My appointment at St Thomas'

Yesterday I went to St T's. They have taken a load of blood tests. I asked if the antibeta2glycoprotein was negative this time would I lose my APS diagnosis - it seems that that depends on my consultant up here. I think he goes along with one positive test means you have it - I hope - I would hate to be back at square 1 with no anticoagulation.

I was also told to re-introduce vit K in my diet as they are now recommending a small amount of green veg each day - but still advise no cranberry stuff. I had stopped as it was the only way I could keep my INR in range. I was also told ST T's is now advising an INR of 3-4 (my range was 3.5 to 5)

I was told I have some lupus symptoms and that my last tests showed I had positive ANA but negative ENA?????

Sadly I was also asked if stress could be causing me to lose my speech - I thought I had long since proven this is not anxiety.

I feel really low about all this. I see my own consultant again in three weeks time. By then the bloods might be back.

I feel like I am still having to fight my corner. And just when I think I know where I'm at it's all change.

Lynn.x.

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  • I am sorry you are having a tough time, please keep very good detailed diaries of your symptoms.. as to be only going on blood tests is putting some of us at risk. Who originally set your range? Please keep us all in the loop, and remember you are not alone with this sort of carry on. Mary F x

  • Bless ya Mary :)

    My consultant rheumatologist up here set my range. He started me at 3 and then after a series of possible TIA's he raised it.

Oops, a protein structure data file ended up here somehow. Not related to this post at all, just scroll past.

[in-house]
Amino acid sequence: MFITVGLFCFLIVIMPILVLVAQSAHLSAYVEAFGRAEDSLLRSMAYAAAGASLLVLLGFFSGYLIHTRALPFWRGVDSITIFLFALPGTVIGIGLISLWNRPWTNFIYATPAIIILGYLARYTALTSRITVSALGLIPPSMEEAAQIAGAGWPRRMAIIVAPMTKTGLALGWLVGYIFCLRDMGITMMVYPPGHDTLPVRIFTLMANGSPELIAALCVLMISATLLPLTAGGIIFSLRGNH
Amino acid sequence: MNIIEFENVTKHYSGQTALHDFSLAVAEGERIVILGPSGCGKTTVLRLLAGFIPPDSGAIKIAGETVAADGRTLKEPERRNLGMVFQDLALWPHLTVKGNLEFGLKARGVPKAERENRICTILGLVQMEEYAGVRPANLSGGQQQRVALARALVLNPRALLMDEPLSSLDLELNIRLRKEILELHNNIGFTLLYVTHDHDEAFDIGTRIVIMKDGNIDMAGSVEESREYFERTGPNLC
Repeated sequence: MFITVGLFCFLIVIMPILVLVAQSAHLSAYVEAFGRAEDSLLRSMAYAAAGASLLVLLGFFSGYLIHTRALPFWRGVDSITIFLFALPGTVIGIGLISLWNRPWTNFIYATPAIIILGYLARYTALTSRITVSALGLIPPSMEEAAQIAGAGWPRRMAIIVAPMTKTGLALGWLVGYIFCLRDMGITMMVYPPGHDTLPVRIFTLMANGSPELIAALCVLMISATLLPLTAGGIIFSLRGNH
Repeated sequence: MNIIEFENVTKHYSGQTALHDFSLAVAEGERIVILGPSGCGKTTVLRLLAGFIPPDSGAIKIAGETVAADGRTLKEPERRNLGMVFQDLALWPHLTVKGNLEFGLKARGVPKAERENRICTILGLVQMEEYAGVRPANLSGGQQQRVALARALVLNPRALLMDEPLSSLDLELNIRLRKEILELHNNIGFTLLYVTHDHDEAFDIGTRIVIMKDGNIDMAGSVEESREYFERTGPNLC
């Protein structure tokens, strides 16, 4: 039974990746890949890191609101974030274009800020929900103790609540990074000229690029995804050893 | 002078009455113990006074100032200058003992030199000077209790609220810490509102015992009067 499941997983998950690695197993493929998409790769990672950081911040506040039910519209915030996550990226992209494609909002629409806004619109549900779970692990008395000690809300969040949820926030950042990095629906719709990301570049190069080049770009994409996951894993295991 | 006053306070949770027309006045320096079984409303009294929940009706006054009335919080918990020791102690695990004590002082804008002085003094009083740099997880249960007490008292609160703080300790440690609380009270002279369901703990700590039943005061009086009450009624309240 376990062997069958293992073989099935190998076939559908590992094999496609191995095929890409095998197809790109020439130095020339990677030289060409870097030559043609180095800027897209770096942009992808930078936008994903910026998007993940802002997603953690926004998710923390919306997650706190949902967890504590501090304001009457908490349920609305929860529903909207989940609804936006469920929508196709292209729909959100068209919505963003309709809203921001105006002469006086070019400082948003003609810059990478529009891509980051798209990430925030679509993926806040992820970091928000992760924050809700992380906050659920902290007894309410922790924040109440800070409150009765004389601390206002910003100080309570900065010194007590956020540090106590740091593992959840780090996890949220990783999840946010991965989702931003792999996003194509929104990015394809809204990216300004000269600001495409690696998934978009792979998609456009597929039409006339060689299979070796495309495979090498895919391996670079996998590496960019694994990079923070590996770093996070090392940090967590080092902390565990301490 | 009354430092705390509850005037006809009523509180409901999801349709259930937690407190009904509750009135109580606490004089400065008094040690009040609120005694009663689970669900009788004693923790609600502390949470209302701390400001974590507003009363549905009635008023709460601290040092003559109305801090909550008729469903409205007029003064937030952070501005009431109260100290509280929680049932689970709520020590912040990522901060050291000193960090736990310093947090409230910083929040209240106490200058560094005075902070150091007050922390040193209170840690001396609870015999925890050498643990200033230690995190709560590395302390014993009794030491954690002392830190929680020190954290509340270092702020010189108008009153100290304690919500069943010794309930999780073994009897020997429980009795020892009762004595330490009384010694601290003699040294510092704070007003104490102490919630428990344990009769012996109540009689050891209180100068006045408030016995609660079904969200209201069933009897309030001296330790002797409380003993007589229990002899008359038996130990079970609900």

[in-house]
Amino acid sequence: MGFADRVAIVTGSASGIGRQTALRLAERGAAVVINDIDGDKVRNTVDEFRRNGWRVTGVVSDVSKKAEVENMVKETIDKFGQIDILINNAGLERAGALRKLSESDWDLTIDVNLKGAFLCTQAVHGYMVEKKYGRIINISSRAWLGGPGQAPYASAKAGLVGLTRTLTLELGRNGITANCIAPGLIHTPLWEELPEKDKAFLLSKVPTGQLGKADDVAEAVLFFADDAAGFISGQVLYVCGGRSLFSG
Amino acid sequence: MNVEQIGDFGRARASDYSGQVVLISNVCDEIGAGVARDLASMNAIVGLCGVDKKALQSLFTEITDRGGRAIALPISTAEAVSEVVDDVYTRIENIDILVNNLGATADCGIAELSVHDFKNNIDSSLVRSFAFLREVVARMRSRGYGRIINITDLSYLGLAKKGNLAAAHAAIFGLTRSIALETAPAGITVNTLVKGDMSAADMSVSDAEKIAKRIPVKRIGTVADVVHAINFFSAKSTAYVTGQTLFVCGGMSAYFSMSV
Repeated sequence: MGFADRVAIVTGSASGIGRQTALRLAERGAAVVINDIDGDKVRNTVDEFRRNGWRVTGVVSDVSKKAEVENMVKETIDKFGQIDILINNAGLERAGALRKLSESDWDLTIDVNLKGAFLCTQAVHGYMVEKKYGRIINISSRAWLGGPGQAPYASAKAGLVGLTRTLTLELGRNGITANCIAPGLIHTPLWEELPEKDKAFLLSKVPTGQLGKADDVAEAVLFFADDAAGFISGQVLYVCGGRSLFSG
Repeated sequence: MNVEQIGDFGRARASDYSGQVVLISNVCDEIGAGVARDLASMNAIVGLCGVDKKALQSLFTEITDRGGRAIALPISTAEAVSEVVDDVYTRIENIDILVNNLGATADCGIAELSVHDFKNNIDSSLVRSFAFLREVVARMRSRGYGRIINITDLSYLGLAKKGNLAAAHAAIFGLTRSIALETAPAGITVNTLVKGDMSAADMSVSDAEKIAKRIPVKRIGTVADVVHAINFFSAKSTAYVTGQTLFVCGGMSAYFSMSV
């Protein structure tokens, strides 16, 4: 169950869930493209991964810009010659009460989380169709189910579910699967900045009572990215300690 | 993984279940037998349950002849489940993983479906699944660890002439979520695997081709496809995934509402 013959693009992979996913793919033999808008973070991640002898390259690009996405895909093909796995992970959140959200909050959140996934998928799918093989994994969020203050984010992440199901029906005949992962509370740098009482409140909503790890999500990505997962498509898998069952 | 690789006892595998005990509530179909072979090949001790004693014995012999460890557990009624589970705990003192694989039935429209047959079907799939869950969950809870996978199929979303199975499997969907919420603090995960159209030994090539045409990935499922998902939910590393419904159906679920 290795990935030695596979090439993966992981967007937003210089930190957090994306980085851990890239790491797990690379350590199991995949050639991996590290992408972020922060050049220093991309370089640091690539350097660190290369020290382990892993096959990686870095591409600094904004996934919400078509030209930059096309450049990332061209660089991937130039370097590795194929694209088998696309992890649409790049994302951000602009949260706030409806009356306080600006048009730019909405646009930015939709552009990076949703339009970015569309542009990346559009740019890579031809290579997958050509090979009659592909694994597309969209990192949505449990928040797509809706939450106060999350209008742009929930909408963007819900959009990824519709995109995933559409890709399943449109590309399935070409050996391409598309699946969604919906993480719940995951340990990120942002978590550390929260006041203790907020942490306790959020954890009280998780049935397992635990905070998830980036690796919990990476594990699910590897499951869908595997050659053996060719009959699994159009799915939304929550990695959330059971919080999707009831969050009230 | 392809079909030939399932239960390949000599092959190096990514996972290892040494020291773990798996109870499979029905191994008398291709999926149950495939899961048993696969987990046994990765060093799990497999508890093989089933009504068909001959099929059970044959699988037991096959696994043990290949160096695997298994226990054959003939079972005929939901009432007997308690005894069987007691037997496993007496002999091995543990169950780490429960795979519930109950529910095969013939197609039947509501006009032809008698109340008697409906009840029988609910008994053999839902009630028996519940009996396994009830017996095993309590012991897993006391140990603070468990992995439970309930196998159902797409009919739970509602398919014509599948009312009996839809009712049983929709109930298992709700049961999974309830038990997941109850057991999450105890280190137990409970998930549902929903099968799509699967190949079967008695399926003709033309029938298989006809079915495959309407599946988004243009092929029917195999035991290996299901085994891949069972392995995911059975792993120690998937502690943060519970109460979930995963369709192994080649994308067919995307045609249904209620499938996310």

I have always tried to be upbeat about all this but since diagnosis I have felt low and now even lower. I have always wondered if I had lupus as I have 75% of the symptoms. So this is being re-tested as well.

    I just wish it was sorted :)

    L.x.

  • Well at least you have good support in some places, just be firm about any symptoms that get worse with lowered INR or anything, plenty with you in the same boat. Mary F x

  • Hi stillwaiting,

    I have read some of what you have written. You can be happy that you have been at st Thomas as I have understood they know APS there. (I live in Stockholm). You are on warfarin as I understand and that is a relief. As I also can understand the docs want you to keep a relatively high INR which means they thing you have had clots. The most important thing to feel safe is to keep CONCSTANCY in what you eat. I have my own Coagucheck and I take a cheque every morning now as I have started new medicins and that change my INR. I have Lupus Anticoagulant and thus my INR is difficult to keep constant. Eat some broccoly for ex and make a note how much every day. Make notes because our memory is not so good every time. Ask them to cheques your INR at least every week. An INR of 5 seems a bit high but we are all different and INR changes from time to time.

    Have you read Kay Thrackray "Sticky blood explained" and after that Kay Thackray: "More sticky blood". If you have not I think you should read them.

    Hope you will have a good answer from the doctors!!

    Take care , Kerstin

  • Hi Lynn

    Keep plugging away. I was discharged back to GP from St Thomas's despite two previous positive tests and a range of symptoms, 1 proven and 1 unproven DVT. It was also suggested that my symptoms were stress related! I think it depends on who you see so you need to be stronger than I was when you see them next. I was shocked to have my diagnosis revoked after all these years. If the Professor is an option for you I would definitely recommend you see him as he has since reinstated the diagnosis and I am now under the care of local Rheumy and Haematology teams on Warfarin feeling generally better.